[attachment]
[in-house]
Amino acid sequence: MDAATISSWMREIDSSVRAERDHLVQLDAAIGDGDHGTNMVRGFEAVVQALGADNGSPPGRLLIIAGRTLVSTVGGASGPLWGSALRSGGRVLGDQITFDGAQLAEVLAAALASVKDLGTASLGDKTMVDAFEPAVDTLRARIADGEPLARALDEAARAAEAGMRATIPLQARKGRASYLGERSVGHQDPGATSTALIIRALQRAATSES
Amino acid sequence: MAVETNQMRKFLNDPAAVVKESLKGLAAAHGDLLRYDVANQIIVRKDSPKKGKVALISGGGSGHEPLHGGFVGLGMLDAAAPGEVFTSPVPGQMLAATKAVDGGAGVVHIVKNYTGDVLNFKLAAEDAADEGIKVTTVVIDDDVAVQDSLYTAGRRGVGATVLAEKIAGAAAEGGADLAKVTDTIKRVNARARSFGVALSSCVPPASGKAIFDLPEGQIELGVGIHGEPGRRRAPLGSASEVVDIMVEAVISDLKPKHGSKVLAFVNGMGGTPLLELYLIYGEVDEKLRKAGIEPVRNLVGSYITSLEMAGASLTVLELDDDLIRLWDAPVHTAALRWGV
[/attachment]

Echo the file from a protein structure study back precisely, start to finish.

[in-house]
Amino acid sequence: MDAATISSWMREIDSSVRAERDHLVQLDAAIGDGDHGTNMVRGFEAVVQALGADNGSPPGRLLIIAGRTLVSTVGGASGPLWGSALRSGGRVLGDQITFDGAQLAEVLAAALASVKDLGTASLGDKTMVDAFEPAVDTLRARIADGEPLARALDEAARAAEAGMRATIPLQARKGRASYLGERSVGHQDPGATSTALIIRALQRAATSES
Amino acid sequence: MAVETNQMRKFLNDPAAVVKESLKGLAAAHGDLLRYDVANQIIVRKDSPKKGKVALISGGGSGHEPLHGGFVGLGMLDAAAPGEVFTSPVPGQMLAATKAVDGGAGVVHIVKNYTGDVLNFKLAAEDAADEGIKVTTVVIDDDVAVQDSLYTAGRRGVGATVLAEKIAGAAAEGGADLAKVTDTIKRVNARARSFGVALSSCVPPASGKAIFDLPEGQIELGVGIHGEPGRRRAPLGSASEVVDIMVEAVISDLKPKHGSKVLAFVNGMGGTPLLELYLIYGEVDEKLRKAGIEPVRNLVGSYITSLEMAGASLTVLELDDDLIRLWDAPVHTAALRWGV